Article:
In a statement to The A.P., Mr. Solomon conceded “mistakes in my reporting” and apologized to his colleagues.
“I never entered into any business with Farhad Azima, nor did I intend to,” he said. “But I understand why the emails and the conversations I had with Mr. Azima may look like I was involved in some seriously troubling activities.”
Mr. Azima has had a colorful career in the aviation and defense industries, including a cameo in the Iran-contra scandal of the 1980s, when he was named as the owner of an aircraft used to clandestinely ferry American military equipment to the Iranian armed forces.
Journalists for The A.P. were investigating Mr. Azima when they obtained a huge trove of electronic documents late last year; the documents revealed correspondence between Mr. Solomon and Mr. Azima about a potential business arrangement. The A.P. notified The Journal of its findings and asked about Mr. Solomon’s involvement.
“We are dismayed by the actions and poor judgment of Jay Solomon,” said Steve Severinghaus, The Journal’s communications director. “The allegations raised by this reporting are serious. While our own investigation continues, we have concluded that Mr. Solomon violated his ethical obligations as a reporter, as well as our standards.”
The statement added, “He has not been forthcoming with us about his actions or his reporting practices, and he has forfeited our trust.”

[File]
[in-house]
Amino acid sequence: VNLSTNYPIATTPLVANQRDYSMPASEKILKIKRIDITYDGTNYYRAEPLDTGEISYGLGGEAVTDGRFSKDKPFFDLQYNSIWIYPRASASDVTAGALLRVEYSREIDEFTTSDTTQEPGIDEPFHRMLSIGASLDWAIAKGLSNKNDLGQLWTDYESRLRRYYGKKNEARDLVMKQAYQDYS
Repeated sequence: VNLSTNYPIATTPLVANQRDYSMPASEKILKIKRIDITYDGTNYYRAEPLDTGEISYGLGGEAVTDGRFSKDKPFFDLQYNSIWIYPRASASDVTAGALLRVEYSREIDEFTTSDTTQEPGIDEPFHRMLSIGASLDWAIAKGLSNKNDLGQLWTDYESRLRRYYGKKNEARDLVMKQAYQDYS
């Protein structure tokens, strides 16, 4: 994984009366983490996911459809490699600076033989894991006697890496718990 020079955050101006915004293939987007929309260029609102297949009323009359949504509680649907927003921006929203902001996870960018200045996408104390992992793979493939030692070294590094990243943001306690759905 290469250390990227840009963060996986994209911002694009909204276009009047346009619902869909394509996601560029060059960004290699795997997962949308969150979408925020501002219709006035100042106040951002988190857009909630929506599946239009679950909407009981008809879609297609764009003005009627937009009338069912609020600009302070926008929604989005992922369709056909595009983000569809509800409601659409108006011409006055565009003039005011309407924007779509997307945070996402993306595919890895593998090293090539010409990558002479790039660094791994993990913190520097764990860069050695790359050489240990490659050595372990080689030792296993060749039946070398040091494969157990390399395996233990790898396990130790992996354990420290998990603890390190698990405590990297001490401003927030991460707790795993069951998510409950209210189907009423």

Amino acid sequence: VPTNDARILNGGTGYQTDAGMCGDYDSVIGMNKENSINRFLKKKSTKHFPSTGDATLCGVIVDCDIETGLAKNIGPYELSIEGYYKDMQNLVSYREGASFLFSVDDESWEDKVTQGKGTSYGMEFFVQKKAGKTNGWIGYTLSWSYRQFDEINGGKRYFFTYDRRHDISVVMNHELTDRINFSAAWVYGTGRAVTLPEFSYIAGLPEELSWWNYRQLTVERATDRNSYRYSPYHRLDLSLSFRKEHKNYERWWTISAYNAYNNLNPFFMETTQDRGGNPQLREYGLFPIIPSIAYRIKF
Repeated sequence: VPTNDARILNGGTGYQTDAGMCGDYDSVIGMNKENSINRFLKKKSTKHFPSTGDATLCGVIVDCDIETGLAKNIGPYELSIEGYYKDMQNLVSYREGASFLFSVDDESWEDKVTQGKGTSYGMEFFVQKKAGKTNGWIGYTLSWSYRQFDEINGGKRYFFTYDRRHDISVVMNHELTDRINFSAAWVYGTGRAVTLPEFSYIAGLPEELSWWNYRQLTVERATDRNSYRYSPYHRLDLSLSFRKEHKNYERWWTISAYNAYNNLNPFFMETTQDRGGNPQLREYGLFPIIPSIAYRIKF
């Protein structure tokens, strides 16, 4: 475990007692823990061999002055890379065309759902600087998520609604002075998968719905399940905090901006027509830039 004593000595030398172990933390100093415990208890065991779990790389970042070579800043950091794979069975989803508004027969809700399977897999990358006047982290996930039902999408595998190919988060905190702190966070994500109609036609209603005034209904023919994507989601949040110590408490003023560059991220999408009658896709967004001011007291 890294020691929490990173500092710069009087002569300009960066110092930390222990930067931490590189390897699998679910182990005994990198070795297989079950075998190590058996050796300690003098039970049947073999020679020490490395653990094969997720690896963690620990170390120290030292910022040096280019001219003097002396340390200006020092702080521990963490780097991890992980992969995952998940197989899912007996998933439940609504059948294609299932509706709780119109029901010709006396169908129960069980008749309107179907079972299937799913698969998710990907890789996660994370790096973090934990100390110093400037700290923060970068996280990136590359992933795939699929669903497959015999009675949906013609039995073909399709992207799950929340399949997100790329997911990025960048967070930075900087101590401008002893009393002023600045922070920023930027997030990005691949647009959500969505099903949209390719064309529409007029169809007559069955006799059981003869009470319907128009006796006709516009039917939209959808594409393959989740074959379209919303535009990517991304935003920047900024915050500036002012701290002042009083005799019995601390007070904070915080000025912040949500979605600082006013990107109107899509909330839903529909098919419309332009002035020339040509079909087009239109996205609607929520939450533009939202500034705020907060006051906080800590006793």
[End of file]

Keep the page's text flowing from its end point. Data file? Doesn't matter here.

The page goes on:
In The Journal’s Washington bureau, the mood on Wednesday was one of astonishment. Although The A.P. was close to publishing its report, many of Mr. Solomon’s colleagues were unaware of his firing until shortly after 3 p.m., when the bureau chief, Paul Beckett, called an abrupt all-hands meeting and announced it.
Colleagues described Mr. Solomon, who is based in Washington, as a serious and enterprising journalist who was seen as a star at The Journal from a young age.
He had worked there for about two decades, including overseas assignments in Asia and Africa, according to a biography on his personal website. Recently, he was the paper’s lead reporter on the negotiations over nuclear arms between Iran and the Obama administration, traveling to the Middle East to meet sources and dig up scoops.
His firing was the latest in a spate of unwelcome news for The Journal. Layoffs and buyouts have agitated the newsroom, and the newspaper’s editor has been forced to defend its coverage of the Trump administration, which some critics have said was too soft. The paper has also lost senior writers and editors, including the Washington correspondents Carol E. Lee and Damian Paletta, as well as the deputy editor in chief Rebecca Blumenstein and the columnist Bret Stephens, who both joined The New York Times.